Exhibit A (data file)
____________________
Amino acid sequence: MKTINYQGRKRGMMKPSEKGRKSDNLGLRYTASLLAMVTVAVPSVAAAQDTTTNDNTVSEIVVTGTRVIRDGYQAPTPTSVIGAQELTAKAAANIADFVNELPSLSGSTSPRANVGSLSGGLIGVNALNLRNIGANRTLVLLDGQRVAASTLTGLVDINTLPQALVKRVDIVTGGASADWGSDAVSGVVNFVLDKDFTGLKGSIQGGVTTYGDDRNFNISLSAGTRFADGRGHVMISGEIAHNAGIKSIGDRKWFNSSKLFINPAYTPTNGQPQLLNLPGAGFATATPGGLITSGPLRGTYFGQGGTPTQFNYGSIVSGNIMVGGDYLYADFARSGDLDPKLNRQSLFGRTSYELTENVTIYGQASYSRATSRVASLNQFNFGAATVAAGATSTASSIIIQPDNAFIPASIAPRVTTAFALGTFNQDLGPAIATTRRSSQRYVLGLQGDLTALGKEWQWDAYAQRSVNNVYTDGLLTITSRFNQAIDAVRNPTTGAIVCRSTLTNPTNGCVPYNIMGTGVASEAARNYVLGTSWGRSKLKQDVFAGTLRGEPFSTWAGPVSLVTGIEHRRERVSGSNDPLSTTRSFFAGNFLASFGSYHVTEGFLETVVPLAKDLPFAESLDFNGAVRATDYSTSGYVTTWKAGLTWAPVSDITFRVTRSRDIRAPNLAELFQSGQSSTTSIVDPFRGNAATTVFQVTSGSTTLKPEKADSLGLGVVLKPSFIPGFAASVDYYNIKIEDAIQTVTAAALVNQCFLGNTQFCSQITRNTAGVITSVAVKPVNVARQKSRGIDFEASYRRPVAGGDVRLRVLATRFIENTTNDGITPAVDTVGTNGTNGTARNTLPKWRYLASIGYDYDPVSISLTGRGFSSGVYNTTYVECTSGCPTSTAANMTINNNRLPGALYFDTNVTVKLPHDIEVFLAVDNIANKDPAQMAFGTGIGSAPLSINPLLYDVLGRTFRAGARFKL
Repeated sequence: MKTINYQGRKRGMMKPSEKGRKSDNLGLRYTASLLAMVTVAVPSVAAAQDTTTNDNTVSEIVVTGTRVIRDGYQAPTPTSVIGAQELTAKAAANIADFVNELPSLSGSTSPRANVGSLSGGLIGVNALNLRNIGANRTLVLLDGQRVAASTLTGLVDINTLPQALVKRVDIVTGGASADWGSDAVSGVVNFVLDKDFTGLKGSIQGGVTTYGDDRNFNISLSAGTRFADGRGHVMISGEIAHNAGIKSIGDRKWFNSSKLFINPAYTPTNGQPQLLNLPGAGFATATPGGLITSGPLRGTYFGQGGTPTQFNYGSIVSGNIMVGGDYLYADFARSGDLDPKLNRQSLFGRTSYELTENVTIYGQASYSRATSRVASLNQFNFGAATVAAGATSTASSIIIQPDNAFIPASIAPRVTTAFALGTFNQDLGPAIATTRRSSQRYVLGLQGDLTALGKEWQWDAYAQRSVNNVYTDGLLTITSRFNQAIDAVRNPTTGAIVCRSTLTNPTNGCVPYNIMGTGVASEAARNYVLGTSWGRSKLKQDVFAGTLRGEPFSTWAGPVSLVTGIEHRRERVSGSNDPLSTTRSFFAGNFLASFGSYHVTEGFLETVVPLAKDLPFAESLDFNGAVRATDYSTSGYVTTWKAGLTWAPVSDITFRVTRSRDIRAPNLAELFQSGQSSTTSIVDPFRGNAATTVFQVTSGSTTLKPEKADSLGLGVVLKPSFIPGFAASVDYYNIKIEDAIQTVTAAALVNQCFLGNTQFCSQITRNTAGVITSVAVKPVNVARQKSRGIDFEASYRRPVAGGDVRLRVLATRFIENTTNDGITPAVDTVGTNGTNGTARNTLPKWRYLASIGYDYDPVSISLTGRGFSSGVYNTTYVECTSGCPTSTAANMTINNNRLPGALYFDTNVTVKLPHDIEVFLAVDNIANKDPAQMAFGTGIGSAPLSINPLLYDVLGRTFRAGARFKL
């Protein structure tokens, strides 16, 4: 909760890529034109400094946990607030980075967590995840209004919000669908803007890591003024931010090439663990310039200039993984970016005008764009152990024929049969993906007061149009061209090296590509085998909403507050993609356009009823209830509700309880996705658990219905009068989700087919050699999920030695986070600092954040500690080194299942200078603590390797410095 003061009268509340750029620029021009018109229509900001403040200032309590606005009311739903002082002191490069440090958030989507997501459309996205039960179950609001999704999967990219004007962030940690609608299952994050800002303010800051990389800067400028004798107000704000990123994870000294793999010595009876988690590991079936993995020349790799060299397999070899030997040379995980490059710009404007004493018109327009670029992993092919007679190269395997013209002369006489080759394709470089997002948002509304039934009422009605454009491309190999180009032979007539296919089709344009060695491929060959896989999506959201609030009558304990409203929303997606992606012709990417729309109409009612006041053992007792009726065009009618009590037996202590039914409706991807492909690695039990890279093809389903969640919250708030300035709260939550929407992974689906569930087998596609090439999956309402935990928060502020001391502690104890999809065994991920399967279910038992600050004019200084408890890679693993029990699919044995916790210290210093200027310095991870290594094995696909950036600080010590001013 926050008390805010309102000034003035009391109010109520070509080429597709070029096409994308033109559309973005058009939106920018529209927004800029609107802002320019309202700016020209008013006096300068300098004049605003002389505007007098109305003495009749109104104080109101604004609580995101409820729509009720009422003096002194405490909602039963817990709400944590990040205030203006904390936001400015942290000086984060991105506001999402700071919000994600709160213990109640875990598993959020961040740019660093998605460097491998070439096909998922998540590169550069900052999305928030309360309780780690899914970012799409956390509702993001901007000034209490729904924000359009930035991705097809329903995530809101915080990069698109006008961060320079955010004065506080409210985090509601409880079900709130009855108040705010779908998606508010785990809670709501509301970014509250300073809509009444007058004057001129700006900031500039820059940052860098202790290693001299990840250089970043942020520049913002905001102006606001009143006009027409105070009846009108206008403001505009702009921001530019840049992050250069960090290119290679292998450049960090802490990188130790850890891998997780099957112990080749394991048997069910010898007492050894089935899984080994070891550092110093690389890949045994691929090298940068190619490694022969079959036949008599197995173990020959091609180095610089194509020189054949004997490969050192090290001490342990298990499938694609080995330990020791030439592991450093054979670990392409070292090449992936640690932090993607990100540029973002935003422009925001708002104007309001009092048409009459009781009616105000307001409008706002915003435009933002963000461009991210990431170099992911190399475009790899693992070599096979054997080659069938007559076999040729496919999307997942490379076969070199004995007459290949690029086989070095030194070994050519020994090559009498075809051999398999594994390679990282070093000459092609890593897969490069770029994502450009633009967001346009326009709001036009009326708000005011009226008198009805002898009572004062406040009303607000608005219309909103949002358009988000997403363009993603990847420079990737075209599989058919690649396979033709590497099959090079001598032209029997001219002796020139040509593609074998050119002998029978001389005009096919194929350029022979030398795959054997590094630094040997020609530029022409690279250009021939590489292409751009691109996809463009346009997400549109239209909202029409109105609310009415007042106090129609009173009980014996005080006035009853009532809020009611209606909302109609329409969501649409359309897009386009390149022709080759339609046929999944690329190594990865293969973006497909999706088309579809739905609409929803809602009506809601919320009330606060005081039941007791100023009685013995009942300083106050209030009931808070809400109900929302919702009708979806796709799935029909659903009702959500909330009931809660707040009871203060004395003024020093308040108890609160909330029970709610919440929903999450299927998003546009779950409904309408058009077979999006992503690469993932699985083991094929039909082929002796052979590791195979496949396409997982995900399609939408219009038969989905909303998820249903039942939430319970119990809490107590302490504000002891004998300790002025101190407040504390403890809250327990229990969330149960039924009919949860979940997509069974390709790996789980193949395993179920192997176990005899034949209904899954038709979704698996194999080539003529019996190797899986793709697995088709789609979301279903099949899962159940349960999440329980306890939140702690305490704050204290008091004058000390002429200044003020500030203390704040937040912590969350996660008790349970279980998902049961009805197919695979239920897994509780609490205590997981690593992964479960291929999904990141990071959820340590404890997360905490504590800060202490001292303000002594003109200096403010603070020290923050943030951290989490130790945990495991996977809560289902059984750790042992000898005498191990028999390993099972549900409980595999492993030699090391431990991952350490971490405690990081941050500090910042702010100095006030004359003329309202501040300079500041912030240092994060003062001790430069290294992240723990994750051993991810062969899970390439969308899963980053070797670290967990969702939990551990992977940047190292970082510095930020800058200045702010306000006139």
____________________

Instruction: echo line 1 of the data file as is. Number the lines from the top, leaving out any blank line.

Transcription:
Amino acid sequence: MKTINYQGRKRGMMKPSEKGRKSDNLGLRYTASLLAMVTVAVPSVAAAQDTTTNDNTVSEIVVTGTRVIRDGYQAPTPTSVIGAQELTAKAAANIADFVNELPSLSGSTSPRANVGSLSGGLIGVNALNLRNIGANRTLVLLDGQRVAASTLTGLVDINTLPQALVKRVDIVTGGASADWGSDAVSGVVNFVLDKDFTGLKGSIQGGVTTYGDDRNFNISLSAGTRFADGRGHVMISGEIAHNAGIKSIGDRKWFNSSKLFINPAYTPTNGQPQLLNLPGAGFATATPGGLITSGPLRGTYFGQGGTPTQFNYGSIVSGNIMVGGDYLYADFARSGDLDPKLNRQSLFGRTSYELTENVTIYGQASYSRATSRVASLNQFNFGAATVAAGATSTASSIIIQPDNAFIPASIAPRVTTAFALGTFNQDLGPAIATTRRSSQRYVLGLQGDLTALGKEWQWDAYAQRSVNNVYTDGLLTITSRFNQAIDAVRNPTTGAIVCRSTLTNPTNGCVPYNIMGTGVASEAARNYVLGTSWGRSKLKQDVFAGTLRGEPFSTWAGPVSLVTGIEHRRERVSGSNDPLSTTRSFFAGNFLASFGSYHVTEGFLETVVPLAKDLPFAESLDFNGAVRATDYSTSGYVTTWKAGLTWAPVSDITFRVTRSRDIRAPNLAELFQSGQSSTTSIVDPFRGNAATTVFQVTSGSTTLKPEKADSLGLGVVLKPSFIPGFAASVDYYNIKIEDAIQTVTAAALVNQCFLGNTQFCSQITRNTAGVITSVAVKPVNVARQKSRGIDFEASYRRPVAGGDVRLRVLATRFIENTTNDGITPAVDTVGTNGTNGTARNTLPKWRYLASIGYDYDPVSISLTGRGFSSGVYNTTYVECTSGCPTSTAANMTINNNRLPGALYFDTNVTVKLPHDIEVFLAVDNIANKDPAQMAFGTGIGSAPLSINPLLYDVLGRTFRAGARFKL